Now Publishers Weekly reports that an in-house publicist mailed a one-page, seemingly handwritten letter to book review editors and members of the press last Friday. Written on paper decorated with roses and butterflies addresses a Mr. Pulsifer, and implores him to "burn down Edith Wharton's house." The note, signed "Sincerely, Beatrice Hutchins, Lenox, MA," makes no mention of a book, publisher or publicity effort, nor that Pulsifer and Hutchins are characters from a novel.
Full disclosure: I didn't get the letter.
Full disclosure number 2: I think it would kind of freak me out if I had.
Taking a tip from the Cartoon Network, they were trying to create buzz for Brock Clarke's September novel, An Arsonist's Guide to Writers Homes in New England.
Only in this case PW contacted the Wharton House, who called police.
Algonquin felt the book deserved a particularly innovative promotional effort. "The mailing campaign, which will continue with two more letters this week—also done in character and threatening the homes of two other deceased, iconic New England writers—will culminate with a galley of the book."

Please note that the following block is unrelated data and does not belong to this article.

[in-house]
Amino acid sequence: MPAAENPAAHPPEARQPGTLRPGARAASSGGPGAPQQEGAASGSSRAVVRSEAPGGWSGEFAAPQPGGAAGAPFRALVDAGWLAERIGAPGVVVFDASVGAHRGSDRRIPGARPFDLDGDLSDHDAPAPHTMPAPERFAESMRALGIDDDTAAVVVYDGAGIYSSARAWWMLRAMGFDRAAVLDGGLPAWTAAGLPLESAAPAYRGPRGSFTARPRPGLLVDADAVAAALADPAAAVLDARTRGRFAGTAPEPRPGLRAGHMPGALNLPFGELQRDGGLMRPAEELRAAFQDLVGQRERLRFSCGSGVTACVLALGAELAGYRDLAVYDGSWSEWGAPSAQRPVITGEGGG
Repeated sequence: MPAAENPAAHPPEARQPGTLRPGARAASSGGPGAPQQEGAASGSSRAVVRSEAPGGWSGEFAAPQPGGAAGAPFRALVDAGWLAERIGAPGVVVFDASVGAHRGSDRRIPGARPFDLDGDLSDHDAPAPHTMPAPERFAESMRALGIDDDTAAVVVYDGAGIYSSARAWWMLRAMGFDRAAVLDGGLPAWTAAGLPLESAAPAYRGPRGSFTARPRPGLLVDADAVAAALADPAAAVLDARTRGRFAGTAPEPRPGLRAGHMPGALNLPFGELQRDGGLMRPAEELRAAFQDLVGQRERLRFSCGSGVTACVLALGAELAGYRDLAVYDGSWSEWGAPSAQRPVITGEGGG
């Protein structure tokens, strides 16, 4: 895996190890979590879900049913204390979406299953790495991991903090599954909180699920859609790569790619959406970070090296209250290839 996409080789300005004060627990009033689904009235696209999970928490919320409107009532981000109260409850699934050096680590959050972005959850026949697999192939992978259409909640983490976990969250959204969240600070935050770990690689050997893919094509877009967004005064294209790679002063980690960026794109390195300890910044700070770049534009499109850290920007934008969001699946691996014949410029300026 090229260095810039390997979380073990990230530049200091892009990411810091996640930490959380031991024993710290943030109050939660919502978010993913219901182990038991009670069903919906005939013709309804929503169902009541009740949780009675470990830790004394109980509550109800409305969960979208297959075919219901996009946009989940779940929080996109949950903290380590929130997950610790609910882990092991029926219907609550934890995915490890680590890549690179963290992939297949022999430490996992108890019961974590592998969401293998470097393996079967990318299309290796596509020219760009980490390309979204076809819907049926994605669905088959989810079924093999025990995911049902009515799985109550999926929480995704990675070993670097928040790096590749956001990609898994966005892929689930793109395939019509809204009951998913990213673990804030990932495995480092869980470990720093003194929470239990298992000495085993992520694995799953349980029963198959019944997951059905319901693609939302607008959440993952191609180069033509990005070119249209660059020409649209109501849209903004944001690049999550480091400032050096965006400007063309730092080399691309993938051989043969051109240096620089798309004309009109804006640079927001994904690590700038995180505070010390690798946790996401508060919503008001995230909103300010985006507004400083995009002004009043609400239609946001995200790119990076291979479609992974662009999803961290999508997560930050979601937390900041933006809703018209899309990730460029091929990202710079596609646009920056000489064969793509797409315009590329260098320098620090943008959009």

"When asked if the house had any concerns that the letter might alarm its recipients, Algonquin publicity director Michael Taeckens and Algonquin associate publisher Ina Stern said the intention was to provoke, not scare. A statement from the house noted, "[the letters] are clearly fictitious and written in an over-the-top, playful manner—and refer to events that never happened, including, as the opening of each letter refers to, the burning down of Emily Dickinson's house.""
Full disclosure #3: I don't think these men have every gotten letters from really crazy people, because they are over the top and DO reference things that never happened.